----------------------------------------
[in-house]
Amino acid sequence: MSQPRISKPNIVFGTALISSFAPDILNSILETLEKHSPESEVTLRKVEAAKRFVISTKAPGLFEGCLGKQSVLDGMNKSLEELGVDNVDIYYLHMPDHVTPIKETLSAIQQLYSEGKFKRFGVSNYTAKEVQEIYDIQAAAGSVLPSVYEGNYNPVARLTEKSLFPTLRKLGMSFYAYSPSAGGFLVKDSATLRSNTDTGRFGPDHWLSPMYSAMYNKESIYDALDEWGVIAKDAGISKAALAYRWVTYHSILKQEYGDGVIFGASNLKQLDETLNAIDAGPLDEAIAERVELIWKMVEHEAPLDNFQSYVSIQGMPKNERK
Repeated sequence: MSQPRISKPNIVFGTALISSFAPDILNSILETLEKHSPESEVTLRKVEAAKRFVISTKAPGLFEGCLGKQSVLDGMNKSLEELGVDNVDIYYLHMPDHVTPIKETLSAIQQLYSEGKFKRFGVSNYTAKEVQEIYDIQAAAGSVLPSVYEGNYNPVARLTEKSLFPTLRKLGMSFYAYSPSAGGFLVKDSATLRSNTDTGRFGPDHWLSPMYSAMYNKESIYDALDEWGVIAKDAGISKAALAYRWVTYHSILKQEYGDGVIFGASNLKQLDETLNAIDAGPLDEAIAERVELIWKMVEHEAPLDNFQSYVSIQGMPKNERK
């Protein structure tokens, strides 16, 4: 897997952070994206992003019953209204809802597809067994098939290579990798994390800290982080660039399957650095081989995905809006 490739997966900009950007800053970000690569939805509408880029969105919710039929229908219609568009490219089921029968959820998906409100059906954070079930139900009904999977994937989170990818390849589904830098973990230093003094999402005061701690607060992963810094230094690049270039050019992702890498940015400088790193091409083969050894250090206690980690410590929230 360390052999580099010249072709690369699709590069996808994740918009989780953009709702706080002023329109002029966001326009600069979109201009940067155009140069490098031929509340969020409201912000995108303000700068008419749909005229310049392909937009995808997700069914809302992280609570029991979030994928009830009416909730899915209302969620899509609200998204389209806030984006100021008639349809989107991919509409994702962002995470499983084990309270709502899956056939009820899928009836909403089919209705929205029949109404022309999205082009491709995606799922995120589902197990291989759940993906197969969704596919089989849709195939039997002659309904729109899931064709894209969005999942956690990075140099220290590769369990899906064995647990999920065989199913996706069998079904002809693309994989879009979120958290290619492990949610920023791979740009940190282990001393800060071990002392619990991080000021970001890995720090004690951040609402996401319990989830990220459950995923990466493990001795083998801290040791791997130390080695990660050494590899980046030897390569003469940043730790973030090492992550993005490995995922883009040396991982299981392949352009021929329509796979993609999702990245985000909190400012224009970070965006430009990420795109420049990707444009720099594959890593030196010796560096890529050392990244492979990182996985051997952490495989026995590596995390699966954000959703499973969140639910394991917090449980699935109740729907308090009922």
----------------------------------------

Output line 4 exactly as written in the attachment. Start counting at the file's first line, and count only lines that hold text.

């Protein structure tokens, strides 16, 4: 897997952070994206992003019953209204809802597809067994098939290579990798994390800290982080660039399957650095081989995905809006 490739997966900009950007800053970000690569939805509408880029969105919710039929229908219609568009490219089921029968959820998906409100059906954070079930139900009904999977994937989170990818390849589904830098973990230093003094999402005061701690607060992963810094230094690049270039050019992702890498940015400088790193091409083969050894250090206690980690410590929230 360390052999580099010249072709690369699709590069996808994740918009989780953009709702706080002023329109002029966001326009600069979109201009940067155009140069490098031929509340969020409201912000995108303000700068008419749909005229310049392909937009995808997700069914809302992280609570029991979030994928009830009416909730899915209302969620899509609200998204389209806030984006100021008639349809989107991919509409994702962002995470499983084990309270709502899956056939009820899928009836909403089919209705929205029949109404022309999205082009491709995606799922995120589902197990291989759940993906197969969704596919089989849709195939039997002659309904729109899931064709894209969005999942956690990075140099220290590769369990899906064995647990999920065989199913996706069998079904002809693309994989879009979120958290290619492990949610920023791979740009940190282990001393800060071990002392619990991080000021970001890995720090004690951040609402996401319990989830990220459950995923990466493990001795083998801290040791791997130390080695990660050494590899980046030897390569003469940043730790973030090492992550993005490995995922883009040396991982299981392949352009021929329509796979993609999702990245985000909190400012224009970070965006430009990420795109420049990707444009720099594959890593030196010796560096890529050392990244492979990182996985051997952490495989026995590596995390699966954000959703499973969140639910394991917090449980699935109740729907308090009922």